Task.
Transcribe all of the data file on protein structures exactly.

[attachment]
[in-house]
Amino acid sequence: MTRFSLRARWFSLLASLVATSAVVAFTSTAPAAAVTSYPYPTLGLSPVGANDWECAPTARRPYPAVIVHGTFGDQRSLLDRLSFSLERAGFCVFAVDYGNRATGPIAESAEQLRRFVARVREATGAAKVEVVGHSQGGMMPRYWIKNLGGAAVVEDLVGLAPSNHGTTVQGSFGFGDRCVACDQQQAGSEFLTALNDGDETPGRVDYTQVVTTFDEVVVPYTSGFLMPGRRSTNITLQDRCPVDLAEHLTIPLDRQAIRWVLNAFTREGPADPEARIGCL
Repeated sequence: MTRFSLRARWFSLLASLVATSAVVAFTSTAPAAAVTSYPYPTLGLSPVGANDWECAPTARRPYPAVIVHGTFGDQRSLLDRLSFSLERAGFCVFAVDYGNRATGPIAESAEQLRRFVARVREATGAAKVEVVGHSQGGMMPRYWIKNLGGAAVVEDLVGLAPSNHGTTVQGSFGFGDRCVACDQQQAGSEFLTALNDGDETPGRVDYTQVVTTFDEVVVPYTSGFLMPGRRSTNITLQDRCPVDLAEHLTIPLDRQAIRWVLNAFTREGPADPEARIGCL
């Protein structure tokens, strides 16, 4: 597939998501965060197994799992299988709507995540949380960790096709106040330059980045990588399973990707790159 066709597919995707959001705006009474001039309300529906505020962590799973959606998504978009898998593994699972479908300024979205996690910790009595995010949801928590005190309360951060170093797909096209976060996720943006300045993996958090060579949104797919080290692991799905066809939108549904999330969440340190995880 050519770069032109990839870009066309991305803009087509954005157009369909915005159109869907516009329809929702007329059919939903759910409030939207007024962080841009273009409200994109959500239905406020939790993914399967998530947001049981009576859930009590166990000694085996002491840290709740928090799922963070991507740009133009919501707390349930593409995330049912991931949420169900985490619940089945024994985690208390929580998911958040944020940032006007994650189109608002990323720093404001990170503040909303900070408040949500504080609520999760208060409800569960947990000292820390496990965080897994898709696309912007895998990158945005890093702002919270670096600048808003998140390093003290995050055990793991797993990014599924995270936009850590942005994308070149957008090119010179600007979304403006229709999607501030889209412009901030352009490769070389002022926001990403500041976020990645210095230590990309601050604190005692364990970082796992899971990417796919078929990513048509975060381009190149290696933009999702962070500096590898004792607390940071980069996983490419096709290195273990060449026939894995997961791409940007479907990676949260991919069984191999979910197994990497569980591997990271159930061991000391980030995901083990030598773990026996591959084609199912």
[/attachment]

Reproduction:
[in-house]
Amino acid sequence: MTRFSLRARWFSLLASLVATSAVVAFTSTAPAAAVTSYPYPTLGLSPVGANDWECAPTARRPYPAVIVHGTFGDQRSLLDRLSFSLERAGFCVFAVDYGNRATGPIAESAEQLRRFVARVREATGAAKVEVVGHSQGGMMPRYWIKNLGGAAVVEDLVGLAPSNHGTTVQGSFGFGDRCVACDQQQAGSEFLTALNDGDETPGRVDYTQVVTTFDEVVVPYTSGFLMPGRRSTNITLQDRCPVDLAEHLTIPLDRQAIRWVLNAFTREGPADPEARIGCL
Repeated sequence: MTRFSLRARWFSLLASLVATSAVVAFTSTAPAAAVTSYPYPTLGLSPVGANDWECAPTARRPYPAVIVHGTFGDQRSLLDRLSFSLERAGFCVFAVDYGNRATGPIAESAEQLRRFVARVREATGAAKVEVVGHSQGGMMPRYWIKNLGGAAVVEDLVGLAPSNHGTTVQGSFGFGDRCVACDQQQAGSEFLTALNDGDETPGRVDYTQVVTTFDEVVVPYTSGFLMPGRRSTNITLQDRCPVDLAEHLTIPLDRQAIRWVLNAFTREGPADPEARIGCL
């Protein structure tokens, strides 16, 4: 597939998501965060197994799992299988709507995540949380960790096709106040330059980045990588399973990707790159 066709597919995707959001705006009474001039309300529906505020962590799973959606998504978009898998593994699972479908300024979205996690910790009595995010949801928590005190309360951060170093797909096209976060996720943006300045993996958090060579949104797919080290692991799905066809939108549904999330969440340190995880 050519770069032109990839870009066309991305803009087509954005157009369909915005159109869907516009329809929702007329059919939903759910409030939207007024962080841009273009409200994109959500239905406020939790993914399967998530947001049981009576859930009590166990000694085996002491840290709740928090799922963070991507740009133009919501707390349930593409995330049912991931949420169900985490619940089945024994985690208390929580998911958040944020940032006007994650189109608002990323720093404001990170503040909303900070408040949500504080609520999760208060409800569960947990000292820390496990965080897994898709696309912007895998990158945005890093702002919270670096600048808003998140390093003290995050055990793991797993990014599924995270936009850590942005994308070149957008090119010179600007979304403006229709999607501030889209412009901030352009490769070389002022926001990403500041976020990645210095230590990309601050604190005692364990970082796992899971990417796919078929990513048509975060381009190149290696933009999702962070500096590898004792607390940071980069996983490419096709290195273990060449026939894995997961791409940007479907990676949260991919069984191999979910197994990497569980591997990271159930061991000391980030995901083990030598773990026996591959084609199912």